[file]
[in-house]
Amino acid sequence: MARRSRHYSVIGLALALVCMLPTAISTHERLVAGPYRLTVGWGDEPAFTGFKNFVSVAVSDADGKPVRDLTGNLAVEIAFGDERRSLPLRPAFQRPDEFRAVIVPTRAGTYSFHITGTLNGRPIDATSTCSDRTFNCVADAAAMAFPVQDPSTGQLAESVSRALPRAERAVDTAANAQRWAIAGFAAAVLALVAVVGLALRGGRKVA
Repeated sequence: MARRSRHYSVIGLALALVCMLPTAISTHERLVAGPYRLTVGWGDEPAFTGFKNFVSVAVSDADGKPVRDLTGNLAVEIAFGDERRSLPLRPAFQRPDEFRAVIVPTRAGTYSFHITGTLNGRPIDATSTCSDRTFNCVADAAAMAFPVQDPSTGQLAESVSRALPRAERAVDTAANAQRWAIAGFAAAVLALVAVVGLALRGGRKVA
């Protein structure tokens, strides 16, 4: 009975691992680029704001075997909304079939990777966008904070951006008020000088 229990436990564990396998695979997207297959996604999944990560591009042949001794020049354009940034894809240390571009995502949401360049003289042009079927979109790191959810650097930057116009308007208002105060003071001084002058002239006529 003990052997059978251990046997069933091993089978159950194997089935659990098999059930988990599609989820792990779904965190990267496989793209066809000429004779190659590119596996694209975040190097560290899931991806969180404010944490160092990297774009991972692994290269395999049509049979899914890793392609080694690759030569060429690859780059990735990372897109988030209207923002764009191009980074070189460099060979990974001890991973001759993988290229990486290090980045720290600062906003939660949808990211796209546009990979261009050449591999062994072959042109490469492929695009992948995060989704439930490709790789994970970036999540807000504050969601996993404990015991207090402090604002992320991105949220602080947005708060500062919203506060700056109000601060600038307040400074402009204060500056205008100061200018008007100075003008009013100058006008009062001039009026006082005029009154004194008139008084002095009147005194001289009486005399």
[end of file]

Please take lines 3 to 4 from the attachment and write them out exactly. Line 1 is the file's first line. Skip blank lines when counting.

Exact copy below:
Repeated sequence: MARRSRHYSVIGLALALVCMLPTAISTHERLVAGPYRLTVGWGDEPAFTGFKNFVSVAVSDADGKPVRDLTGNLAVEIAFGDERRSLPLRPAFQRPDEFRAVIVPTRAGTYSFHITGTLNGRPIDATSTCSDRTFNCVADAAAMAFPVQDPSTGQLAESVSRALPRAERAVDTAANAQRWAIAGFAAAVLALVAVVGLALRGGRKVA
């Protein structure tokens, strides 16, 4: 009975691992680029704001075997909304079939990777966008904070951006008020000088 229990436990564990396998695979997207297959996604999944990560591009042949001794020049354009940034894809240390571009995502949401360049003289042009079927979109790191959810650097930057116009308007208002105060003071001084002058002239006529 003990052997059978251990046997069933091993089978159950194997089935659990098999059930988990599609989820792990779904965190990267496989793209066809000429004779190659590119596996694209975040190097560290899931991806969180404010944490160092990297774009991972692994290269395999049509049979899914890793392609080694690759030569060429690859780059990735990372897109988030209207923002764009191009980074070189460099060979990974001890991973001759993988290229990486290090980045720290600062906003939660949808990211796209546009990979261009050449591999062994072959042109490469492929695009992948995060989704439930490709790789994970970036999540807000504050969601996993404990015991207090402090604002992320991105949220602080947005708060500062919203506060700056109000601060600038307040400074402009204060500056205008100061200018008007100075003008009013100058006008009062001039009026006082005029009154004194008139008084002095009147005194001289009486005399």